Taking Complementary and Alternative Products with Your Medicines

- November 7, 2022


Key points:

  • There is far less information about how well complementary and alternative products work and how safe they are compared to medicines.
  • There are no rules in Aotearoa NZ to make sure the contents are what the label says. This makes it difficult to say whether they will react with medicines, so it is often safer not to take these products.
  • If you think you have had a reaction to a complementary and alternative product, it is a good idea to report it to Centre for Adverse Reactions Monitoring (https://nzphvc.otago.ac.nz/consumer-reporting/) 

What are complementary and alternative products?

Examples include herbals made from plants, rongoā rākau, dietary supplements, probiotics and homeopathic products. They may also be called natural or herbal medicines. When used with a medicine prescribed by your doctor it’s considered complementary; when it is used instead of a medicine it’s considered alternative.

What are the risks with use?

Complementary and alternative products do not have to be studied to make sure they are safe and effective. Recent studies have found some products do not always contain what is on the label or may have other things in them such as contaminants, pesticides or bacteria. The quality of the product is not assessed by our government group called Medsafe which assesses medicines.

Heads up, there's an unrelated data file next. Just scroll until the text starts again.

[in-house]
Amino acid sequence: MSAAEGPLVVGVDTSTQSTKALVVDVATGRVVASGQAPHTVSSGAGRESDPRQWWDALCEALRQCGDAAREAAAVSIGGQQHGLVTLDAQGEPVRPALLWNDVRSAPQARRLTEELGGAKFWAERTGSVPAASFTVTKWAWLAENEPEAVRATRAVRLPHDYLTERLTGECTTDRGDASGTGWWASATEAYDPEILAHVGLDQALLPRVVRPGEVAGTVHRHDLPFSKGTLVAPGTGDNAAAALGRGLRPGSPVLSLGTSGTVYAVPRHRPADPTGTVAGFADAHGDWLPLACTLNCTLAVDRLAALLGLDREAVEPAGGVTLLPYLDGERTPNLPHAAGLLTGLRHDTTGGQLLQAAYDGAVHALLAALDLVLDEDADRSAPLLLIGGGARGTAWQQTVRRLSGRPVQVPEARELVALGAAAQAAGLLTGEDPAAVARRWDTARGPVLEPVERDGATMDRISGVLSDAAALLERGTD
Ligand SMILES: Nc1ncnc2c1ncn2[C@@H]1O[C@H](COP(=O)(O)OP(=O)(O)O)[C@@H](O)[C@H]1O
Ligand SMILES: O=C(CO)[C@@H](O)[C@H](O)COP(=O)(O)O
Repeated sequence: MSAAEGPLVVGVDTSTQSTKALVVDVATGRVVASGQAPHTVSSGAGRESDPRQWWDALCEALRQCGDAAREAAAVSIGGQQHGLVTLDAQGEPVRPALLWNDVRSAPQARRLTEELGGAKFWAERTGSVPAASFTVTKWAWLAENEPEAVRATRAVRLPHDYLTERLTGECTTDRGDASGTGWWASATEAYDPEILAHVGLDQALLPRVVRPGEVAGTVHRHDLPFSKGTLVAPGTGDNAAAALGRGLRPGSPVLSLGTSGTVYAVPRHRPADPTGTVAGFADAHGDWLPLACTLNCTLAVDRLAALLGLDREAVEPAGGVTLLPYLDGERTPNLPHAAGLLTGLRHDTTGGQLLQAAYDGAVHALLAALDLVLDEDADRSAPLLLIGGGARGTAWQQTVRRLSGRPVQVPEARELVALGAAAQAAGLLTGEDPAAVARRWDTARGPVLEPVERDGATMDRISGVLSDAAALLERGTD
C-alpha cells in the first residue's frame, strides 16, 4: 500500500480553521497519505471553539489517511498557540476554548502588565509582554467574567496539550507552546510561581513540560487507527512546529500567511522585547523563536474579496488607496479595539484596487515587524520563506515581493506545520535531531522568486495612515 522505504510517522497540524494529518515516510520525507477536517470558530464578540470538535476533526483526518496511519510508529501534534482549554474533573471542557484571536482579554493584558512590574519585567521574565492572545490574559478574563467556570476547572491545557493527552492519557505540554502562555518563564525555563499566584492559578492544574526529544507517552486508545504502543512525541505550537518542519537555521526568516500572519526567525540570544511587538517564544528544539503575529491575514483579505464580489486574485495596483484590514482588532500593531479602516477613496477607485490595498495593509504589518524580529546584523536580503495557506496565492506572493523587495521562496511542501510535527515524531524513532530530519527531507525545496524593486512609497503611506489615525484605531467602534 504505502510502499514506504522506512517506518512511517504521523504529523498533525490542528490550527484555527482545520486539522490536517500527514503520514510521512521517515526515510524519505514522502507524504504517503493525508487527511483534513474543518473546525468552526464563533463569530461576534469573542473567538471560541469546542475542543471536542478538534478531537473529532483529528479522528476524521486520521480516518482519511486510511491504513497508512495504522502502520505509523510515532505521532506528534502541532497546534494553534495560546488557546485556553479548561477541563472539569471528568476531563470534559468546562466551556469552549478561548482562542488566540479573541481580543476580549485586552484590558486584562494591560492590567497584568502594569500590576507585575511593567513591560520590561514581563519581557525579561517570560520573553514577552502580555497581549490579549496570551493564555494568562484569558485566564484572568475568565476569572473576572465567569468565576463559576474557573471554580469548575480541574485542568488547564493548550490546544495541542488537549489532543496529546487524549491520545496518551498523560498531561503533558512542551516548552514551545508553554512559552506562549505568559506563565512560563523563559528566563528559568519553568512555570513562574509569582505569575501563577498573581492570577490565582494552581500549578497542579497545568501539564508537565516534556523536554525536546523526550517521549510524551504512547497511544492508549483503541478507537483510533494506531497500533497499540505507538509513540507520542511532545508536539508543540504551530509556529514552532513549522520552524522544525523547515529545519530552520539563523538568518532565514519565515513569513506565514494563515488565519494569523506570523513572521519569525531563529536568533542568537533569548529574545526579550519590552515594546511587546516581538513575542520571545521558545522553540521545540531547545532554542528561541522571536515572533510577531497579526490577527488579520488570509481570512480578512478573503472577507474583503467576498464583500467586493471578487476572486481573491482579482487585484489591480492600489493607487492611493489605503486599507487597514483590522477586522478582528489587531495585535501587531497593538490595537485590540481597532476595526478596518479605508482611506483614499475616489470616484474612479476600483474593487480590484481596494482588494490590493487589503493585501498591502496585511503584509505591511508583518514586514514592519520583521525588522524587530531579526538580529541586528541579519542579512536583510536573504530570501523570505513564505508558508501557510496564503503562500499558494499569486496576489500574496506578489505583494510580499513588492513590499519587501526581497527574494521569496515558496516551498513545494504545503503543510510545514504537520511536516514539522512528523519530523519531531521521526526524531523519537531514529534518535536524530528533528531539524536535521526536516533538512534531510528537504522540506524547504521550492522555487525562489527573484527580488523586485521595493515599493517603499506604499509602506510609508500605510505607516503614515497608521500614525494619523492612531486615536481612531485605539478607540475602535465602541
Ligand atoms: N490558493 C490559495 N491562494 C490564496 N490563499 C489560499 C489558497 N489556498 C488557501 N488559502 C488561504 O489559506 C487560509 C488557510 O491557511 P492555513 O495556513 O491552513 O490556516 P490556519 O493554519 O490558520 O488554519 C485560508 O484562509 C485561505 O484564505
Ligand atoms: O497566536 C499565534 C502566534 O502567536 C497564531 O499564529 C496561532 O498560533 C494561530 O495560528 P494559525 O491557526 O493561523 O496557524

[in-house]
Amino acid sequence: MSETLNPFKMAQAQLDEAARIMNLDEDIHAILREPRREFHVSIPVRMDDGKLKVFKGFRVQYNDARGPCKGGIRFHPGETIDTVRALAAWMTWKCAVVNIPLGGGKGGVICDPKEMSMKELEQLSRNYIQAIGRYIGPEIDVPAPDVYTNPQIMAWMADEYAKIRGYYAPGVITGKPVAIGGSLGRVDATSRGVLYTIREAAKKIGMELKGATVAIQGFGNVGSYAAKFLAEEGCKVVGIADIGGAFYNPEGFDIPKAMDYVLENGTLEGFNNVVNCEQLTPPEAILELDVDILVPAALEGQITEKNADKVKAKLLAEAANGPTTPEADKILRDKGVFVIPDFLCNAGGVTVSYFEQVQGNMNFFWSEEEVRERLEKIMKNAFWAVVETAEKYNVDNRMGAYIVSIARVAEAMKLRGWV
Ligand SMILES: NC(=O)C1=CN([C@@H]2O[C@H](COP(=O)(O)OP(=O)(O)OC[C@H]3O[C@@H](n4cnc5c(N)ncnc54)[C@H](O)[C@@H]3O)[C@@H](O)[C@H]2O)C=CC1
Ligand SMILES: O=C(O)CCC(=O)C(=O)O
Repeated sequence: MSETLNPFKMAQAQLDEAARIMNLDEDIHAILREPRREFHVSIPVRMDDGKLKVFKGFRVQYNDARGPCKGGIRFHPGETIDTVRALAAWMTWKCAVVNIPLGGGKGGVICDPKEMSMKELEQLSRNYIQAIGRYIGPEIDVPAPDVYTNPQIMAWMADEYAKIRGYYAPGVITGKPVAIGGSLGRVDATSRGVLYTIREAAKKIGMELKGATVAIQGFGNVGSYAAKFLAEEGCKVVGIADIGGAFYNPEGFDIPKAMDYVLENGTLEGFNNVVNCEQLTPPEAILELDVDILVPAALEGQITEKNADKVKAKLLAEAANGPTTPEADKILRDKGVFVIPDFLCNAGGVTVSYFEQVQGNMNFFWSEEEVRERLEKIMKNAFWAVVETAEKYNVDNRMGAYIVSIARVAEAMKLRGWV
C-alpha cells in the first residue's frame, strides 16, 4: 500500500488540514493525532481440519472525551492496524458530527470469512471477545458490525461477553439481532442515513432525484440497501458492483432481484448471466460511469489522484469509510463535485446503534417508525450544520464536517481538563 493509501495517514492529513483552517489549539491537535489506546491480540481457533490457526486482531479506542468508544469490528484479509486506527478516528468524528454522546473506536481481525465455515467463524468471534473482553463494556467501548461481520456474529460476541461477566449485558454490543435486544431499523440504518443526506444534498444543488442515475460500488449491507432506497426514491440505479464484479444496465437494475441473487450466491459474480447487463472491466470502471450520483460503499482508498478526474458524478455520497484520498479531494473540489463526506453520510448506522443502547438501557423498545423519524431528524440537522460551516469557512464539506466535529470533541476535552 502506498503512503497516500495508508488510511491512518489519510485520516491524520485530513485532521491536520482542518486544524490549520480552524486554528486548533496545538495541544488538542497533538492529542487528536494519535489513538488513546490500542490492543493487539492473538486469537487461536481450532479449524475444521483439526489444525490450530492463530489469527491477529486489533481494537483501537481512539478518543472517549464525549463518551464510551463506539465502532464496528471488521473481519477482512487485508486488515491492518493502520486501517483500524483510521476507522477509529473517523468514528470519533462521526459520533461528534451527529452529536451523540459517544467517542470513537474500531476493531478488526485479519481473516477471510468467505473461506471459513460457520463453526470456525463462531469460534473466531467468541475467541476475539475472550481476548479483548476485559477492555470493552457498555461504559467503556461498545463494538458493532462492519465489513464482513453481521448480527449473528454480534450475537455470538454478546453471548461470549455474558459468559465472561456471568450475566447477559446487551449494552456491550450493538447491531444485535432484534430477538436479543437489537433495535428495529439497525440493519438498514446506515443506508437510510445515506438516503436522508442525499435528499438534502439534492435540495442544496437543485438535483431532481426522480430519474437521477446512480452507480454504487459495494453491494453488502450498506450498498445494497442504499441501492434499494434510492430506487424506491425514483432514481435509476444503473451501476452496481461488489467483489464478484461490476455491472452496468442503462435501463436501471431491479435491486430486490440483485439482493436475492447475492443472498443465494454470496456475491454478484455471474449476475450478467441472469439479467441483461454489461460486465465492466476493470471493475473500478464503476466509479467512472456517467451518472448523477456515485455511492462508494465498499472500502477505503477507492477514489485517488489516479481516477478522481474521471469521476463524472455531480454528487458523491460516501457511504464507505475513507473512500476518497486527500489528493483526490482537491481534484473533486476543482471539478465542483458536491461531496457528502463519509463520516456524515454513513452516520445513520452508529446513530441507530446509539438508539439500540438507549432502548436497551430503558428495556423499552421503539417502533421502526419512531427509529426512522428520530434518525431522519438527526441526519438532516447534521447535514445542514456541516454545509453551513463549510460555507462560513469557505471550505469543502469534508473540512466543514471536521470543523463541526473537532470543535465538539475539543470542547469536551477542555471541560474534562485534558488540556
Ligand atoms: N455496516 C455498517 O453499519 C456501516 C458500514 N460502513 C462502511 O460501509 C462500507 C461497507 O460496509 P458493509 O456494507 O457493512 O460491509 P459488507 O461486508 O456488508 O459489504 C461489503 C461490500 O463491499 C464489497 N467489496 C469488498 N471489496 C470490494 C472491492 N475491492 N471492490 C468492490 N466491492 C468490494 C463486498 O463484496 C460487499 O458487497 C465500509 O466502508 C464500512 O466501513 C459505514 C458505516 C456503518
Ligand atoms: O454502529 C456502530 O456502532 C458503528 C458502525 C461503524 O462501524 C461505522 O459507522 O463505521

Using these products instead of treatments recommended by your doctor can slow down or prevent you becoming well. Using them with the treatments prescribed by your doctor can reduce the medicine’s effectiveness or cause increased side effects.

If I decide to use them, who needs to know?

Let your doctor, nurse or pharmacist know if you are taking or want to take a complementary and alternative product. They may be able to discuss any potential benefits of use, check interactions with medicines you take, and let you know about any known safety concerns. However, there is usually very little information about side effects and interactions to go by, so your health professional may not recommend using them.

If you really want to try a product, we suggest trialling for a fixed amount of time (e.g. a couple of months) and then stopping if you do not notice any benefit.

What if I experience side effects?

All complementary and alternative products have a potential to cause side effects, even natural substances derived from plants, and these may be serious. If you think you have experienced a concerning side effect, we suggest reporting it to the Centre for Adverse Reactions Monitoring (https://nzphvc.otago.ac.nz/consumer-reporting/)  and tell your health professional.

This leaflet has been produced by the Clinical Pharmacology department at Te Whatu Ora/Health NZ (Waitaha Canterbury) on 8 Nov 2022.

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